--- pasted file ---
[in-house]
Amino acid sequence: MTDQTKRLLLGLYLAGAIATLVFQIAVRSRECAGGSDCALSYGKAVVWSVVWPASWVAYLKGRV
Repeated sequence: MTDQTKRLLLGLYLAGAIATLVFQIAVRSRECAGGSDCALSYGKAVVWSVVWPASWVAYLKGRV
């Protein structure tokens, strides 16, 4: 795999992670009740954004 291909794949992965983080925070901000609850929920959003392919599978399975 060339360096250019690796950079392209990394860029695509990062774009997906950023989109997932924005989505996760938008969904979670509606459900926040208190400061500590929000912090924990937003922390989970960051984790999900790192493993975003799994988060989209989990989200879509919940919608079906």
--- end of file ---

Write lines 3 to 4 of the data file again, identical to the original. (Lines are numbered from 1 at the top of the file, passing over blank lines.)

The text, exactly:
Repeated sequence: MTDQTKRLLLGLYLAGAIATLVFQIAVRSRECAGGSDCALSYGKAVVWSVVWPASWVAYLKGRV
């Protein structure tokens, strides 16, 4: 795999992670009740954004 291909794949992965983080925070901000609850929920959003392919599978399975 060339360096250019690796950079392209990394860029695509990062774009997906950023989109997932924005989505996760938008969904979670509606459900926040208190400061500590929000912090924990937003922390989970960051984790999900790192493993975003799994988060989209989990989200879509919940919608079906």